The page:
Note: In my article above I refer to this as Middleware, but in this I will use the more commonly used term Backend to describe both of them.
Backend/server is where data is transformed into a front-end. Even if you aren’t going to touch the front-end, you need to have a working knowledge of HTML and CSS, or at least CSS selectors. This is because either you will work with someone who gives you a mockup in HTML/CSS that your code needs to produce, or you will need to come up with at least part of what is being produced.
You always need to have a working knowledge of HTML, CSS and best practices, no matter if you want to do backend or front-end development.
For backend programming, what language(s) you focus on is dependant on a lot of things. If you’re needing to rely on shared hosting (most commonly if you’re on a tighter budget), the language you are most likely to find supported is PHP. If you’re just working for yourself and want marketable skills, probably PHP, Python (with Django), NodeJS or Ruby (on Rails). Personally I recommend against C# or Java for server-side languages for webpages.
To host things other than PHP (though PHP can be hosted through it as well — all things but pure HTML-pages can), I recommend Heroku. If you’re just experimenting but need a development server where you can see progress, I strongly recommend Koding.
Finally, the how
So, now you’re hopefully having an idea on what you’re wanting to learn. To recap:
If you want to build …
- software that’s on the actual computer: learn Python, C++, Ruby, Java or C#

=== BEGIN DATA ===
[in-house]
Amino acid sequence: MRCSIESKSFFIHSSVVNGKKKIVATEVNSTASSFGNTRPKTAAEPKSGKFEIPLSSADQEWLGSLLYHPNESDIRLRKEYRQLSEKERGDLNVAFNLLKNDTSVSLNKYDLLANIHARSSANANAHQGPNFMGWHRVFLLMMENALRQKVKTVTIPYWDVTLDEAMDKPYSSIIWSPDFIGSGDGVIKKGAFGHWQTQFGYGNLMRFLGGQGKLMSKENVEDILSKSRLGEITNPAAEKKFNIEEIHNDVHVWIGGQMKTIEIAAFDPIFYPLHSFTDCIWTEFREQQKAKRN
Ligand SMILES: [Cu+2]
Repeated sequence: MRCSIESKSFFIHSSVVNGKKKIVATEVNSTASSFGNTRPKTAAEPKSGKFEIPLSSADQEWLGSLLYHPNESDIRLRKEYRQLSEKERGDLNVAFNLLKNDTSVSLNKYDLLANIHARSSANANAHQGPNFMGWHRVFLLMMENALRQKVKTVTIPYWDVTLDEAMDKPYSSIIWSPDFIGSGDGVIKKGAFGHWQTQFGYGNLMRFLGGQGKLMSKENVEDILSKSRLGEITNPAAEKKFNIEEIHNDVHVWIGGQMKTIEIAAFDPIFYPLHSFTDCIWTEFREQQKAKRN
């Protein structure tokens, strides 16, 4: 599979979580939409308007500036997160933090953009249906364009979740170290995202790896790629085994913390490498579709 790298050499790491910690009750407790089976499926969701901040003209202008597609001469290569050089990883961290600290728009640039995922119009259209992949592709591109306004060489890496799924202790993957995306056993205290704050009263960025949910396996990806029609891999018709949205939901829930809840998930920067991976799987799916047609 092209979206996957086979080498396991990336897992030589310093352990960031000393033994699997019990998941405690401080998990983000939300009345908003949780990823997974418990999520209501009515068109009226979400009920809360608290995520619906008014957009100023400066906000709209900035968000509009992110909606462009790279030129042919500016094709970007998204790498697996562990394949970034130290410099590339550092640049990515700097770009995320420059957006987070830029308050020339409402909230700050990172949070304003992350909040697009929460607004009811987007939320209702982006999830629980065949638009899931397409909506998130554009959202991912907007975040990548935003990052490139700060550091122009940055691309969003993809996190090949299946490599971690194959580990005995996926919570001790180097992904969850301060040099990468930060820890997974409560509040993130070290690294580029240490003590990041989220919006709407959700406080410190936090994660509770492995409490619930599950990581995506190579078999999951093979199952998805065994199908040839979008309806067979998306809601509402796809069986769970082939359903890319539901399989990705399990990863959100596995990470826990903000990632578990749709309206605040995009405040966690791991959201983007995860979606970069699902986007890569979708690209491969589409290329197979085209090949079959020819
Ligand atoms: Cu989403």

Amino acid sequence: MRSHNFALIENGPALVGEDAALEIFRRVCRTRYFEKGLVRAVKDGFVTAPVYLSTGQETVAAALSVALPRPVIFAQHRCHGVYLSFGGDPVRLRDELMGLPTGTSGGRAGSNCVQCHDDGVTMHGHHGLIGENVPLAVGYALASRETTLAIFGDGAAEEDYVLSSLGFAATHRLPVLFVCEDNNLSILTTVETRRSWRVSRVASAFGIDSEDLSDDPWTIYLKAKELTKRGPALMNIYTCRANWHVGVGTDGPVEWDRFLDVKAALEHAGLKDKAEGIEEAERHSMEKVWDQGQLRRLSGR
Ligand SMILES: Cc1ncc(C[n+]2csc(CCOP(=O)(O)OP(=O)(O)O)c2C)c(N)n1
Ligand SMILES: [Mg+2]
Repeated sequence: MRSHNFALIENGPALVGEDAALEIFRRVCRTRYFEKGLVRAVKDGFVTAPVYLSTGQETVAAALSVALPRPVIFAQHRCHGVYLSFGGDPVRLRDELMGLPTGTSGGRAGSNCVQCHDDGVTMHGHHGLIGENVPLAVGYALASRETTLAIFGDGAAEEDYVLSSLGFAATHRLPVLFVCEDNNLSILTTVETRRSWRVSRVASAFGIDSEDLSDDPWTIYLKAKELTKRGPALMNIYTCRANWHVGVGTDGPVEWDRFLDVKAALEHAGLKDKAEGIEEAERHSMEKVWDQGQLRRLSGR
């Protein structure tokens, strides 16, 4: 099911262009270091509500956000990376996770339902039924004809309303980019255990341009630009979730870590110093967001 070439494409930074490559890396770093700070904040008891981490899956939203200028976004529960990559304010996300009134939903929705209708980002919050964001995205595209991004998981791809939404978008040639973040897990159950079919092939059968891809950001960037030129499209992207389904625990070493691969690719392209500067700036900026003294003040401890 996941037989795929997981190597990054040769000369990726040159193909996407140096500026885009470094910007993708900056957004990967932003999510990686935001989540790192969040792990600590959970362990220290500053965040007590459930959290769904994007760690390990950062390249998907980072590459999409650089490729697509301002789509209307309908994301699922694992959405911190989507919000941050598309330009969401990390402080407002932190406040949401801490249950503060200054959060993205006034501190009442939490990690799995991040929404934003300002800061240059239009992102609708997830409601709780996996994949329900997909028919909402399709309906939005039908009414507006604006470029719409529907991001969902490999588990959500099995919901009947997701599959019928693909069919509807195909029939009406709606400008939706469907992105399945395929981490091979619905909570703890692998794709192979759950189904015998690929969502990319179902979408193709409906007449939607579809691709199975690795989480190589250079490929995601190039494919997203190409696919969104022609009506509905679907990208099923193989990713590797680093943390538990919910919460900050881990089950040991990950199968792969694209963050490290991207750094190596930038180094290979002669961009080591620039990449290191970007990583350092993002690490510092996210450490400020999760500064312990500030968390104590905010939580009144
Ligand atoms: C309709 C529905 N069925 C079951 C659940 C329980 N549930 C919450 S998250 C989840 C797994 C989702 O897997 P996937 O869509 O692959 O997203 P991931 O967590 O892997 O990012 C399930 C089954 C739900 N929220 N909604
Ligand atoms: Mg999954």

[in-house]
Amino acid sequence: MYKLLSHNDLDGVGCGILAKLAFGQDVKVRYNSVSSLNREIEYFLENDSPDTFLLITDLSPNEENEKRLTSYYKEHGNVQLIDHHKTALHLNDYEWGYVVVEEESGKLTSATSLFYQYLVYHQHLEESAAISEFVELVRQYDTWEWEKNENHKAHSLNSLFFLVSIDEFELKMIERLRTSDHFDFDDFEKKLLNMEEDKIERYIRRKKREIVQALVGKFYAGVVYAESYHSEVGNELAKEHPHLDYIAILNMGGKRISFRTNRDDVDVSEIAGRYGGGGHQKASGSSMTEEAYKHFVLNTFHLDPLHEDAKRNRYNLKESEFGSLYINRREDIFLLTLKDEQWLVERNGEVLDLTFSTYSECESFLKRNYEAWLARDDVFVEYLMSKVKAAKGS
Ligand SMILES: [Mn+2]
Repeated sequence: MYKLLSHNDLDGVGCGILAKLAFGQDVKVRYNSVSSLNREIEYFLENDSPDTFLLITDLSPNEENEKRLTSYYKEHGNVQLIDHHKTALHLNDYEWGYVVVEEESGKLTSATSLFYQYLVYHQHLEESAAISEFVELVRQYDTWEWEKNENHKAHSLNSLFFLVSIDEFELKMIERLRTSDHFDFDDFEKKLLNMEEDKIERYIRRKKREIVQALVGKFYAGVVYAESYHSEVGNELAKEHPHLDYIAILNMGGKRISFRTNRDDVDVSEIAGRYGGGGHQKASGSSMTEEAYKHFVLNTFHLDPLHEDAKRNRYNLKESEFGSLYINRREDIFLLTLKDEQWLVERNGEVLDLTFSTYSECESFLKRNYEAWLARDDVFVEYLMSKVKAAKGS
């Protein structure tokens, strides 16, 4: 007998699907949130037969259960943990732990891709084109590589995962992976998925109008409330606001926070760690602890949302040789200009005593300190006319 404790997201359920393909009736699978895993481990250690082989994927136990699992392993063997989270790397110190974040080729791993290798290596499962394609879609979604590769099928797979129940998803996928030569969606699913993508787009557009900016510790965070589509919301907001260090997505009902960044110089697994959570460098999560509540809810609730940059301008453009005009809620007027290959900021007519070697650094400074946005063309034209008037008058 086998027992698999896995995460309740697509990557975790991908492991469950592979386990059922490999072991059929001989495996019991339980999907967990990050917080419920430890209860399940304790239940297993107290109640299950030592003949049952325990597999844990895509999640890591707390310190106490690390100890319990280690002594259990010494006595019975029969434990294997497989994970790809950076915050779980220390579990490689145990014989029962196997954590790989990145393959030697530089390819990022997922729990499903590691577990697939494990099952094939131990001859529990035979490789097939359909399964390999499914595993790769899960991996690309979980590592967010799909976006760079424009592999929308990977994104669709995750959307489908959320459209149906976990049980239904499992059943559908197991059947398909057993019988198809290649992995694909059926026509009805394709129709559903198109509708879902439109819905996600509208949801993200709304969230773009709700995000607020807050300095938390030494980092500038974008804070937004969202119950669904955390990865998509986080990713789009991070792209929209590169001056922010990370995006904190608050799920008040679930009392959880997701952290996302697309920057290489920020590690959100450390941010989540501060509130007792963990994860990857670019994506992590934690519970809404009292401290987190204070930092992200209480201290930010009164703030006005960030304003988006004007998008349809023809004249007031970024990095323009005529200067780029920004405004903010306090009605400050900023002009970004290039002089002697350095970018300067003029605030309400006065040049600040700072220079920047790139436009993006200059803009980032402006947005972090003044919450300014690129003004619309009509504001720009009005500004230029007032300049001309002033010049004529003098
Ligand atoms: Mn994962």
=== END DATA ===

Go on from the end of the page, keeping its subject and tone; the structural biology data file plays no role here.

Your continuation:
- apps for smartphones/tablets: learn Objective-C (iPhone) and/or Java (Android)
- nothing in particular right now, just want to learn: learn Python or NodeJS
Final thoughts on how
Find yourself a project. It doesn’t need to be a large one (in fact, in the beginning, it’s better to go small), but it needs to solve a problem. Problems can be anything from “I can’t remember who borrowed my DVDs”, to “I’d love to connect to Google Calendars API to have reminders in the morning”. I say that it needs to solve a problem because that makes it personal and motivational. In the beginning, keep a bit of an eye on best practices, code styles, etc, but more than anything: Learn to think.
You can learn …
- how to use APIs
Has articles and screencasts in quite a few different areas, both premium and free.
It’s a good idea to keep an eye on when it was posted and if there’s comments, since occasionally the information gets changed, since they often report on very new things.
An adorable way to learn Python. It is an interactive tutorial that’s easy enough for children to use, and advanced enough that you don’t feel like a child using it.
Created to be a good way to learn Ruby on Rails in workshops, there’s quite a lot of nice material to absorb. The Rails Girls App is a good place to start.
I did not touch on Git or Github in the article, but I want to add it here. Git is a way to version control your code, which gives you a bigger freedom to play around with it without needing to worry as much about losing work. Github is a place to host the code, and quite a few open source projects are on Github.